Archive for the ‘turkey’ Category

27 Nov 10

Post turkey dog walks ...

by Nancy E. Hassel,

After Thanksgiving meals are over, (leftovers and all), and the family and friends have gone home, don’t forget about your dog – who may be in desperate need of a nice long walk or hike. Dogs can get stressed out during the holidays with new noises, crowds, traveling and unfamiliar people coming and going. Help relieve that stress by going for a hike with your canine pal. Keep these tips in mind when out:

  • Make sure you have your dogs appropriate collar on that has his or her name tags, license and rabies tag. Even if you are using a training collar to walk your dog, you want identification on your dog at all times. *Don’t have tags on a choke or prong collar – these are training collars that should be taken off when at home.  A flat cotton, leather or nylon collar is best for dog tags.
  • Use a good leash. A sturdy leather or cotton 6-foot lead is best, especially if you don’t often walk your dog. Retractable leashes are not the best if in a heavily populated park or if you have no verbal control of your dog. Your dog should be close to you, not 15 – 30 feet ahead wandering around with no direction from you. (And people coming towards you can’t see if your dog is on a leash or not and it could be unnerving for them).
  • Bring water, and treats with you if you are going on a longer walk.
  • Check to make sure you can legally walk your dog in the park you are planning on going to. Don’t take your dog off leash if it is not allowed, obey the park rules, and it will be a more enjoyable day for everyone.
  • When approaching an oncoming dog and owner, ask if the dog is friendly and if your dog can say hello. Not all dogs are dog friendly, if you just let your dog wander up to any dog without asking, you could very well be asking for trouble. If they say no, don’t be offended, just move on.
  • Don’t over do it – if your dog is primarily a yard dog, an 8-mile hike might be too much. Go for a shorter mile or two.  Keep a pet first aid kit in your car also.
  • Invite a friend or two with their dogs and go together, dogs like to be social and enjoy walking with their canine pals.
  • If it is cold out and your dog has short hair, a dog coat will help him keep warm during the walk. 
  • If you live on the East End of Long Island be careful where you walk, as it is unfortunately hunting season, and often times areas where hunting is happening may not be marked.  Or signs can be confusing, i.e. one sign may say, ‘Nature Preserve No Hunting’ and 50-feet away is a private game hunting area, crazy!  Call your local town hall to find out more information on where you can safely walk or hike with your dog.
  • Most of all have fun and walk your dog often, not just after Thanksgiving! Walking with your dog is a wonderful way to bond, work on training techniques and drain some energy both physically and mentally for your dog.  You know what they say, “A tired dog is a good dog!”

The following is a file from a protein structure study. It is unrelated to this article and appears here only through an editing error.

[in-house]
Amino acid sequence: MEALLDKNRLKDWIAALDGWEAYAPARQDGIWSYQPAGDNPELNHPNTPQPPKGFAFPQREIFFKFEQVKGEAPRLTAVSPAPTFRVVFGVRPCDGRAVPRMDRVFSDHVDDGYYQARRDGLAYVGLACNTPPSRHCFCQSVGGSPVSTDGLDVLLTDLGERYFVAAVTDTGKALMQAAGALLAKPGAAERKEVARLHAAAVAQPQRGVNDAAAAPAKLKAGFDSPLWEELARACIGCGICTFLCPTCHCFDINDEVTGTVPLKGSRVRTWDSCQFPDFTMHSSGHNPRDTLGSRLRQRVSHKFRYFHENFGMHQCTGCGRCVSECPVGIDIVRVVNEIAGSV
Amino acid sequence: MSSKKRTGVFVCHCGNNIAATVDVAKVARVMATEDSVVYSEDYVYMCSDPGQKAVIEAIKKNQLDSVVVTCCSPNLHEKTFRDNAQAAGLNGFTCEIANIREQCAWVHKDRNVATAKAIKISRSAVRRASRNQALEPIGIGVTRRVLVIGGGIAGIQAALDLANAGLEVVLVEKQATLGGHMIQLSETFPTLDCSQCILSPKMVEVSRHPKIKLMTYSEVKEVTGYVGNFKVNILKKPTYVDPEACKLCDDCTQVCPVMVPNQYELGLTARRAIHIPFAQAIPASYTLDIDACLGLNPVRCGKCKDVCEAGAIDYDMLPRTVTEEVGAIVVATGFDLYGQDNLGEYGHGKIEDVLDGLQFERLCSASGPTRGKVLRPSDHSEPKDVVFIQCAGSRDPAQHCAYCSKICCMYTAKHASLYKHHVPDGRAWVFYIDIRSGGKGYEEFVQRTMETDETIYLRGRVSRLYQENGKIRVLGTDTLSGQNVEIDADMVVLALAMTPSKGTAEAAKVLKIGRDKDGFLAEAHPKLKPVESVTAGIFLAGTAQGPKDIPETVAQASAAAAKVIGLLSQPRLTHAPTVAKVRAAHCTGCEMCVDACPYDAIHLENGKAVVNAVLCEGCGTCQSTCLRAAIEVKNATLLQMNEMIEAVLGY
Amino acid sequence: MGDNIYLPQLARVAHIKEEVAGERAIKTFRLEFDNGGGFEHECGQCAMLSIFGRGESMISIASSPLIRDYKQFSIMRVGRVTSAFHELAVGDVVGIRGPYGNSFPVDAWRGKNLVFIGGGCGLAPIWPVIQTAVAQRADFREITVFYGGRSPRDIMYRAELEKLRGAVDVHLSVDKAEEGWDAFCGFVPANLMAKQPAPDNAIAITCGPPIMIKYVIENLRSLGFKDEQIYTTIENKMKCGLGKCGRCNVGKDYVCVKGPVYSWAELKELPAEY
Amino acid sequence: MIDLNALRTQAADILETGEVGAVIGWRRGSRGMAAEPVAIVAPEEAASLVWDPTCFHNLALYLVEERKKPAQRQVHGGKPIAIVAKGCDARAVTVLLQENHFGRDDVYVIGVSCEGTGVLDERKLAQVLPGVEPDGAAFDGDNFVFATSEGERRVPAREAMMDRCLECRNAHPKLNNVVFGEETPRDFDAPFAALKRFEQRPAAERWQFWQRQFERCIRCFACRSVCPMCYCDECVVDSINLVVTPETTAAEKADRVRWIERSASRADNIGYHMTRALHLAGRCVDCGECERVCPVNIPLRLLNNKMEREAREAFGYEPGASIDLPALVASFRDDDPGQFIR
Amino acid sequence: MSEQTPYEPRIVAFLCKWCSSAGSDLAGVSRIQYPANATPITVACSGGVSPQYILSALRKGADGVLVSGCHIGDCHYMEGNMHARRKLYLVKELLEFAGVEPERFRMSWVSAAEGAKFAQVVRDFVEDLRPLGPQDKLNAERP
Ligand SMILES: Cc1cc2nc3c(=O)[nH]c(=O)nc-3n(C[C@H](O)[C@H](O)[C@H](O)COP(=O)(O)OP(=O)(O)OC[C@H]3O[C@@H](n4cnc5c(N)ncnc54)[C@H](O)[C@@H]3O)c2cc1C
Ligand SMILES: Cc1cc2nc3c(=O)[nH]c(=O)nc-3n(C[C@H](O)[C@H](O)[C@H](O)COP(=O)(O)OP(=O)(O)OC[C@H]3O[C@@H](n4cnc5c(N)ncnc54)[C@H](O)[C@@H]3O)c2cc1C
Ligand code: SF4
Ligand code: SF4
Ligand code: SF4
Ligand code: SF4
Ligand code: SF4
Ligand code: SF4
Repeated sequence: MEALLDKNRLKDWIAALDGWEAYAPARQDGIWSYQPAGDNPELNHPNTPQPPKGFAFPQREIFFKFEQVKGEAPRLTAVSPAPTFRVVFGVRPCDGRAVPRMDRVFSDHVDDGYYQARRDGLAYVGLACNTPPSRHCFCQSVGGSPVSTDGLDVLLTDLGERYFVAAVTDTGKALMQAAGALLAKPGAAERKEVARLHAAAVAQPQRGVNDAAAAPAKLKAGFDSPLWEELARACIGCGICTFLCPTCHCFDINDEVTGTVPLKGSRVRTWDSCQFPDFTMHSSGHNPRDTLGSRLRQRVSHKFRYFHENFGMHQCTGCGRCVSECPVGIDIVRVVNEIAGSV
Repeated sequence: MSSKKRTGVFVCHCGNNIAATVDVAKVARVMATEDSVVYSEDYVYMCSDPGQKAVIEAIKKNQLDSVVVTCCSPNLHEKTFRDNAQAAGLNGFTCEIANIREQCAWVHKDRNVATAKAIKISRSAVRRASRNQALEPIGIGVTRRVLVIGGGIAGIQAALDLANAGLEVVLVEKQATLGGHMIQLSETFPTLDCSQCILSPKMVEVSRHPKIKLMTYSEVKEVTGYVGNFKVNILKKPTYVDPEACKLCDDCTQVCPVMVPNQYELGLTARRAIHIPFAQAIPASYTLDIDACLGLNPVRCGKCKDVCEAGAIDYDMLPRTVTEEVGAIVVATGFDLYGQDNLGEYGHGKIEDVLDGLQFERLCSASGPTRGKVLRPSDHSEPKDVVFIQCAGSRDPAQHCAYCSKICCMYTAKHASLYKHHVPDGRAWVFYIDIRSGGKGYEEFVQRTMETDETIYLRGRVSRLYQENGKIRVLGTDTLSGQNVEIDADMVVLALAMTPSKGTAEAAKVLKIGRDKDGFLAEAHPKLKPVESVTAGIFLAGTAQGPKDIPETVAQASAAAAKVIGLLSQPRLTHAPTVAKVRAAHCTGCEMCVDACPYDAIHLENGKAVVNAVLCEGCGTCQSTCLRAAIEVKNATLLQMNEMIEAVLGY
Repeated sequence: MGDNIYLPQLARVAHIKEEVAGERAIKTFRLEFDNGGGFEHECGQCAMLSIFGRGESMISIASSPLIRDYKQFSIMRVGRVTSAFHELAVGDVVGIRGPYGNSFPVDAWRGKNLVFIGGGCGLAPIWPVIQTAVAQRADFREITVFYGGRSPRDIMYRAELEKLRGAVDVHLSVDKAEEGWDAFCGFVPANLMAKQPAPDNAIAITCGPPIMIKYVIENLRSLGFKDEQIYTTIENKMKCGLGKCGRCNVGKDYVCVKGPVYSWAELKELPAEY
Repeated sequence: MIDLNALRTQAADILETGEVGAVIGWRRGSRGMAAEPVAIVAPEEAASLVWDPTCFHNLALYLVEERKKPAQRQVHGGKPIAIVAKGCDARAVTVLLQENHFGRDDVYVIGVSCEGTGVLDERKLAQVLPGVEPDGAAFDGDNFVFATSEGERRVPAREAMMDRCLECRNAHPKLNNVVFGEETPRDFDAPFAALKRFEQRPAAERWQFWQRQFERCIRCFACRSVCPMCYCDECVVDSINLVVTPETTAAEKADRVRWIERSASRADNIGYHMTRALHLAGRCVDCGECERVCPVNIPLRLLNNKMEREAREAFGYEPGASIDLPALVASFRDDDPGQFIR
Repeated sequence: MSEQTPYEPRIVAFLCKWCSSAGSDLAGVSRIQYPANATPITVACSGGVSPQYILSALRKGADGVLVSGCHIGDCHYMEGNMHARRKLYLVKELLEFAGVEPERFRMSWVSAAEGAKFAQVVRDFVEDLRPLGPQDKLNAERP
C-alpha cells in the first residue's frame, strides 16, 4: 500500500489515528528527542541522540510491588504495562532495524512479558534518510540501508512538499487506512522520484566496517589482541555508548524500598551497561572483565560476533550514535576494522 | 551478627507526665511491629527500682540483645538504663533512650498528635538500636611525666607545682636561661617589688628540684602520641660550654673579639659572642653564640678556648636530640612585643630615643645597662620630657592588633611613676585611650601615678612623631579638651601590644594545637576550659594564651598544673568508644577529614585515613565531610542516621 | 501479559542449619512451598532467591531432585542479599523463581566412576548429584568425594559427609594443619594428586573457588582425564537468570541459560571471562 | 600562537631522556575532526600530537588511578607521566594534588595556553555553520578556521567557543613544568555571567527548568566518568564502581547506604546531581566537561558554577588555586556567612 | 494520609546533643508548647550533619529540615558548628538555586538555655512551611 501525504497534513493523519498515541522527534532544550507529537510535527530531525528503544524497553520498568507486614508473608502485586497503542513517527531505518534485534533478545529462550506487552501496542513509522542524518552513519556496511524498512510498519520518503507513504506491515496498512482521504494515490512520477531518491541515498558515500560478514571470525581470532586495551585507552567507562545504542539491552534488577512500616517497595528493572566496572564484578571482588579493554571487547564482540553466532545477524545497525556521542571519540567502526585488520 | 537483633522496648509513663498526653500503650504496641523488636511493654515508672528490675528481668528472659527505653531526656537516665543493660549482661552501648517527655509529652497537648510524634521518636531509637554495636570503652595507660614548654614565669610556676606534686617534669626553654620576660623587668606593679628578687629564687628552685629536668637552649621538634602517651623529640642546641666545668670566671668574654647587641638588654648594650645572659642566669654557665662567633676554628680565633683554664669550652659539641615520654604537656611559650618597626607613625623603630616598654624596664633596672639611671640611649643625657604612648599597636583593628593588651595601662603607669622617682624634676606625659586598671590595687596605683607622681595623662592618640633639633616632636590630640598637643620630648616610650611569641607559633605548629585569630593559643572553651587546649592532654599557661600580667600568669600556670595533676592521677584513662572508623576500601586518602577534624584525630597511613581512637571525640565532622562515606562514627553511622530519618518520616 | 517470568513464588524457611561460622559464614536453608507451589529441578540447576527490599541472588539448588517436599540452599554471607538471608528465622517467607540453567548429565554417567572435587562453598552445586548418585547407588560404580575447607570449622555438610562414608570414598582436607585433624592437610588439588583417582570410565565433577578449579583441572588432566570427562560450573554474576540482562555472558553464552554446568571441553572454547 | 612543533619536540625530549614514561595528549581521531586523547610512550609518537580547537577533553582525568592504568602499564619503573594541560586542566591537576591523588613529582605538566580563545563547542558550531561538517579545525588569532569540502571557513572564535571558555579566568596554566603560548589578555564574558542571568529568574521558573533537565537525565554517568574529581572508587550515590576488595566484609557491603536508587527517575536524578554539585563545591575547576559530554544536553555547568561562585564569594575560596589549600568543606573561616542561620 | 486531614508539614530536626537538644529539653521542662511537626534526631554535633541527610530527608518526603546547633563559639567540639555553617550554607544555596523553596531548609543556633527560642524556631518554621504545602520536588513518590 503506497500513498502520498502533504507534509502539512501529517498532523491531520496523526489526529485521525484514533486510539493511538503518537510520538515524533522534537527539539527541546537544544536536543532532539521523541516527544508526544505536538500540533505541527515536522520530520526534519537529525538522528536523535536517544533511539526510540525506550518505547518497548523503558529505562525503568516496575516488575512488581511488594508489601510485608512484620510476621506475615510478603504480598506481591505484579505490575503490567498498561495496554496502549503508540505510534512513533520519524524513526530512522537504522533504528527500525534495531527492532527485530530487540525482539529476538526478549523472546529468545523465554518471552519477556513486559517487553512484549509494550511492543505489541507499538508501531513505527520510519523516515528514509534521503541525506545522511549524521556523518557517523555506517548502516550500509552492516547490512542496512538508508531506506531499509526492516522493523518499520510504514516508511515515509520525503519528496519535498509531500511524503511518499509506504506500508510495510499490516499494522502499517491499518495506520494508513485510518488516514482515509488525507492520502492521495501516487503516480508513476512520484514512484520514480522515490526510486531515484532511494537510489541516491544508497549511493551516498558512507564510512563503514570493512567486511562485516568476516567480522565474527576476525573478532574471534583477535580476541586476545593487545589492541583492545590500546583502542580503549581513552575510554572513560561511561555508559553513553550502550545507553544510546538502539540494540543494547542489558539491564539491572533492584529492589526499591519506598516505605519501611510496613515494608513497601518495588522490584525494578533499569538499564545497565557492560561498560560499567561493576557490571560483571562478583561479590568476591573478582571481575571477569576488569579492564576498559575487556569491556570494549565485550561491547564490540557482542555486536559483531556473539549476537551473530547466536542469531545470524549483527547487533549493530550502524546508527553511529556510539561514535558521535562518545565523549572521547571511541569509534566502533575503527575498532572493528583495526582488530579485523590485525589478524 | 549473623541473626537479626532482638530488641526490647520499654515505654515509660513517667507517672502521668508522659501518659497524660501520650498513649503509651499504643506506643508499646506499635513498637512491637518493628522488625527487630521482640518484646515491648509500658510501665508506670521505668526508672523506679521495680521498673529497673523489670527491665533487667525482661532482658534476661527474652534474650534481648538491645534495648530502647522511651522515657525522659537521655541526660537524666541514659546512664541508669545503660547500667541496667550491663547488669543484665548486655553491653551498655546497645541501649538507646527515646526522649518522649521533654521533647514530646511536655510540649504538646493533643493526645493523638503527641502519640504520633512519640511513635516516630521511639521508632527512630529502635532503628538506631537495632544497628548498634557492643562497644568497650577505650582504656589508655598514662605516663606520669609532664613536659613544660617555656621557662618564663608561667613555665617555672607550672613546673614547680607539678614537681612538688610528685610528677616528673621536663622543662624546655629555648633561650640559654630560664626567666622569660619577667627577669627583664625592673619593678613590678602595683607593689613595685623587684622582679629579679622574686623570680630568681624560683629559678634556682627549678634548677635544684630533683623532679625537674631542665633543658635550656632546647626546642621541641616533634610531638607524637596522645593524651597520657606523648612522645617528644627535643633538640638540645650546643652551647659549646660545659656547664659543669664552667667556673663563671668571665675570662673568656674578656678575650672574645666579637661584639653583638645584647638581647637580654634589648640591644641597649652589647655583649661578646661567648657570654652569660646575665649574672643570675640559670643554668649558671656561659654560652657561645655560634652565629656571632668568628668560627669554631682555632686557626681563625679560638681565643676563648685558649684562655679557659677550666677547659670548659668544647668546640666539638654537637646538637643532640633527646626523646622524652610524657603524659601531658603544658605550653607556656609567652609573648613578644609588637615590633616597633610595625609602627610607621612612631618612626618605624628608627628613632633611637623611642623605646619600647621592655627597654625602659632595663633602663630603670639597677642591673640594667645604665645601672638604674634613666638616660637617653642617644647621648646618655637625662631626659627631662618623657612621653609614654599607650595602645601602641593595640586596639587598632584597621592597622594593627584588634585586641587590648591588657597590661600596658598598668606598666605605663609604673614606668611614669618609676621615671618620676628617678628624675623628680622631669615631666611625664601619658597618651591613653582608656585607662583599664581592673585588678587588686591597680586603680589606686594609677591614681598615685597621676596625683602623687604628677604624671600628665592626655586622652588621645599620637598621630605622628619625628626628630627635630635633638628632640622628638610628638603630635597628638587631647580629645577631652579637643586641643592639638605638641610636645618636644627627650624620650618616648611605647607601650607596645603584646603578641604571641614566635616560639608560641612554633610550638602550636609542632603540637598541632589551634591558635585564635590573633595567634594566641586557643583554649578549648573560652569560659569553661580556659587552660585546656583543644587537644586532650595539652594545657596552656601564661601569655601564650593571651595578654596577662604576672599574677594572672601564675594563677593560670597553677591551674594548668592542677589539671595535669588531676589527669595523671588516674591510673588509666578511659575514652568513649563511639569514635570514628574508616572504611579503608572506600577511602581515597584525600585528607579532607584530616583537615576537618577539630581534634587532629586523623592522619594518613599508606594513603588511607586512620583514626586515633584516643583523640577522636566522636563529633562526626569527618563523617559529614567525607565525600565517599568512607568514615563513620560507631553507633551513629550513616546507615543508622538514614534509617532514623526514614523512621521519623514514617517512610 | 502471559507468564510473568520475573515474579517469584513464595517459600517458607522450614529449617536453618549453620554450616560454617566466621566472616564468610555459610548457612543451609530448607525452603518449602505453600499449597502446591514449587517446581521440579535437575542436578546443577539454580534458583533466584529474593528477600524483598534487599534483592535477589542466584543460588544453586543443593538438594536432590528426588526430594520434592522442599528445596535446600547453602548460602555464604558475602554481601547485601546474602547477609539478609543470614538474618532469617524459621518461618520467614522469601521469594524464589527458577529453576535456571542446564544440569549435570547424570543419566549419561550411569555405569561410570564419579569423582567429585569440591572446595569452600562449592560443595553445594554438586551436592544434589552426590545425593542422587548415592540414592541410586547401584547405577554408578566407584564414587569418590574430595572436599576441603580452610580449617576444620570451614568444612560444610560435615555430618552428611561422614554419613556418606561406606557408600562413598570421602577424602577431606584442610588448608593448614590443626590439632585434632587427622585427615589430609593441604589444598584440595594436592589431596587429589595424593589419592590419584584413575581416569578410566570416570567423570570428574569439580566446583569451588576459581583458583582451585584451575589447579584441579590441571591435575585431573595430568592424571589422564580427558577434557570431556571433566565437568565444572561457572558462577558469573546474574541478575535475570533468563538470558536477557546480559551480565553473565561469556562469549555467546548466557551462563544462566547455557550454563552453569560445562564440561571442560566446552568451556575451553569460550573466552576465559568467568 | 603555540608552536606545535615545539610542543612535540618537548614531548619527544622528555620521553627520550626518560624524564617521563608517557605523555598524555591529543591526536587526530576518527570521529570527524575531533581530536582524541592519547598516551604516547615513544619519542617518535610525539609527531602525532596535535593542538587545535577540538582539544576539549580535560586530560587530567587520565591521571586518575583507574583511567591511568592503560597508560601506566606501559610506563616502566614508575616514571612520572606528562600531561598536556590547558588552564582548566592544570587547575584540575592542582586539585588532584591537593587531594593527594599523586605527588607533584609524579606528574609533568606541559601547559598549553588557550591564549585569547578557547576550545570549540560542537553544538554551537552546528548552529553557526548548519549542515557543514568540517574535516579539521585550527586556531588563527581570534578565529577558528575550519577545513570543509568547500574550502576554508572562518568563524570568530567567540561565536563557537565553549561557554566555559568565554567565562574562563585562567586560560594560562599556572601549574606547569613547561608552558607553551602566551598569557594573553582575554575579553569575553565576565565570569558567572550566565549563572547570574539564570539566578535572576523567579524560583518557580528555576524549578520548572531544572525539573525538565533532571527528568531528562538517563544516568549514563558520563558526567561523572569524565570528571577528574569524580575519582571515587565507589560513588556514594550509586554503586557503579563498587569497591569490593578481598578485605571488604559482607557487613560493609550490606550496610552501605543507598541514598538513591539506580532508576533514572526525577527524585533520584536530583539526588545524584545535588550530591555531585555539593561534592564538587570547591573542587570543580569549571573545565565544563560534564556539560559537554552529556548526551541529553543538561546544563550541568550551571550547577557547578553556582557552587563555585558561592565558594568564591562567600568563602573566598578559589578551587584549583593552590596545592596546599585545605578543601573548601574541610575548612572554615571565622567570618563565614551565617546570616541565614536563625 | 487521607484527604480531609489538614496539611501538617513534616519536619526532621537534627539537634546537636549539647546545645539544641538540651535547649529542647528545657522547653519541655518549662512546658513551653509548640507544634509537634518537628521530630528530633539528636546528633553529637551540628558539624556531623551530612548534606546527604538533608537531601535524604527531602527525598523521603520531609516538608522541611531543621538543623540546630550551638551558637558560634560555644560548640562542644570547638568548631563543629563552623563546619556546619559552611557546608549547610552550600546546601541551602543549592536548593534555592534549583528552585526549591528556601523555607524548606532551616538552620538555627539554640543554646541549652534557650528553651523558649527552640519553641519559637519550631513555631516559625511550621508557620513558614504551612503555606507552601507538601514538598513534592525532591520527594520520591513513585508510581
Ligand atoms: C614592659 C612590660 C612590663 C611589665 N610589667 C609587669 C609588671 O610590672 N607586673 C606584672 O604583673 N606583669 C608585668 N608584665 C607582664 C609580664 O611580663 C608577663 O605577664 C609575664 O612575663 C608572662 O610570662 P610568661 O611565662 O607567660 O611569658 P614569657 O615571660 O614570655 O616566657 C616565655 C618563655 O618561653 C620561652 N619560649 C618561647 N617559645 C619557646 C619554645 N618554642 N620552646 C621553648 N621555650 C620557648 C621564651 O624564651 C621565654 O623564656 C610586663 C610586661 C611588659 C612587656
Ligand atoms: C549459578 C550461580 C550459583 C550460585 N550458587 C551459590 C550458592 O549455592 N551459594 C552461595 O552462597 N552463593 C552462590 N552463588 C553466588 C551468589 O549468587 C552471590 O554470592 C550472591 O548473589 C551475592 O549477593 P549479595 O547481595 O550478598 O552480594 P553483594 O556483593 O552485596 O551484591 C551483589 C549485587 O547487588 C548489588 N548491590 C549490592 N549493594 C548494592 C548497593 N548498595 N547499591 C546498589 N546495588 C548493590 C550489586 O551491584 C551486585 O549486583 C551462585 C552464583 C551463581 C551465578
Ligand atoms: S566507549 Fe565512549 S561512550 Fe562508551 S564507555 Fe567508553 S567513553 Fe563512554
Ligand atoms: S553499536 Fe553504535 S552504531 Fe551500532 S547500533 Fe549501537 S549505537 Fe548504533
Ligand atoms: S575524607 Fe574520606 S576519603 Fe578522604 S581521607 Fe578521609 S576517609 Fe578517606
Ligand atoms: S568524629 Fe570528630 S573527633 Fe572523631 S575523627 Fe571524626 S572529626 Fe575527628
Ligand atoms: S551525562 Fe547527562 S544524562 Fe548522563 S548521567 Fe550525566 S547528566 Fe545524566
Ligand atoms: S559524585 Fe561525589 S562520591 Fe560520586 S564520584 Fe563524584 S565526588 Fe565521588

Suffolk County Parks are Dog Friendly, leashed of course.  Some are seasonal, click her for more info.

19 Nov 10

by Nancy E. Hassel,

This is the time of year when we as humans indulge on all kinds of goodies, from Thanksgiving turkey, trimmings, pumpkin pies and a lot of food we would not normally eat on a daily basis. A lot of dog owners think they should give our dogs whatever we are eating as their holiday treat. You may feel guilty with those puppy eyes looking back up at you while they are licking their chops, but wait, stop and remember that guilt is a human emotion. Indulging your pet with all the yummy goodness of a Thanksgiving meal, could just have you spending that night in the ER for pets.

Some dogs, if they are not used to eating turkey, pumpkin or sweet potato pie, can get sick from it. So make sure you refrain from giving your dog foods they are not used to and also ask your guests to do the same. Dogs are better off eating what they are normally fed during the holiday season. With the rushing around in this busy time of year, you may not notice your dog not feeling well because someone gave him the turkey thigh. If you really want to give your dog a special treat, go to your local pet store and buy a dog treat – make sure it is veterinarian approved and made in the USA and don’t leave your dog unsupervised with it. This time of year, veterinarian offices see a pretty big spike in visits from gastrointestinal problems i.e.: dogs not used to eating table scraps, blockage from ingesting a toy or toy part (while no one was watching) and it could require surgery.

Before your friends and family are coming over for Thanksgiving, take your dog for a nice long walk, you know the saying goes, a tired dog is a good dog. There are many beautiful places here on Long Island to do so, and it will be good for you to. Keep your dog healthy on Thanksgiving and throughout the holiday season. Happy Thanksgiving!